Wednesday, October 26, 2022

Pseudomonas Exotoxin A

Exotoxins are toxins, often proteins in nature, secreted from a living bacterium but also released upon bacterial lysis.

There are three main types of exotoxins:
“Superantigens (Type I toxins);
“Exotoxins that damage host cell membranes (Type II toxins);
*A-B toxins and other toxin that interfere with host cell function (Type III toxins)

An extracellular enzyme, Pseudomonas Exotoxin A is the most toxic virulence factor of the pathogenic bacterium Pseudomonas aeruginosa. It is a single-chain polypeptide (molecular weight, 71,000) with A and B fragments that mediate enzymatic and cell-binding functions, respectively.

P. aeruginosa is a common Gram-negative, rod-shaped bacterium, which is optimally adapted in various environmental conditions. P. aeruginosa is considered as one of the most important causative agents responsible for life-threatening systemic infections in the intensive care units and to the immuno­ compromised patients.

Virulence factor Pseudomonas Exotoxin A, enables P. aeruginosa to adhere to tissue surfaces, to damage tissue for dissemination and nutrition supply and to increase its survival rate. The infections range from endophtalmitis, endocarditis, meningitis, and septicemia to chronic lung infections.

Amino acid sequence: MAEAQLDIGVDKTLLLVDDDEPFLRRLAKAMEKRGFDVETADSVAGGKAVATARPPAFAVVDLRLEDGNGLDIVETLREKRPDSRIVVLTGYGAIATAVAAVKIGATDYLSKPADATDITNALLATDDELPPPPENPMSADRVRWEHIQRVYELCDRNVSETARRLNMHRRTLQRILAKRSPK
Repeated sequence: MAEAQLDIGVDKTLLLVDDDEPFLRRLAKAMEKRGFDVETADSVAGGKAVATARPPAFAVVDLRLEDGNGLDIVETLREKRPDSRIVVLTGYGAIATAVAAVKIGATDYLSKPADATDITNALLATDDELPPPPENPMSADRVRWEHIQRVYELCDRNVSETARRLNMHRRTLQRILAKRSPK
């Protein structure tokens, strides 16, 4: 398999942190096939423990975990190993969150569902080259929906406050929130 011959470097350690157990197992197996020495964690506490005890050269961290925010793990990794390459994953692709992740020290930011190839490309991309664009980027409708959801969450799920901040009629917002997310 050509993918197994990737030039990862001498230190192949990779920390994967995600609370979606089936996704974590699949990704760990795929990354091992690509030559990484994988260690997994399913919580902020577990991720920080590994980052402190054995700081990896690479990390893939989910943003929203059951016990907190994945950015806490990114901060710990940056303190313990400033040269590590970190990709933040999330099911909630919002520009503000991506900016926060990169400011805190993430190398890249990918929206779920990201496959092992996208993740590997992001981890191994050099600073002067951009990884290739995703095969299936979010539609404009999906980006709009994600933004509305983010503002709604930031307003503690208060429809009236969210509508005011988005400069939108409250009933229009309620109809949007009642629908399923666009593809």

Exotoxin A catalyses the transfer of the adenosine diphosphate-ribosyl moiety from nicotinamide-adenine dinucleotide to elongation factor 2, which results in the inactivation of the latter and the inhibition of protein biosynthesis. Exotoxin A is a potent cytotoxin and is lethal for a variety of animals, including subhuman primates.

The mature toxin is composed of three major functional domains: a receptor binding domain, a translocation domain, and a catalytic domain.
Pseudomonas Exotoxin A

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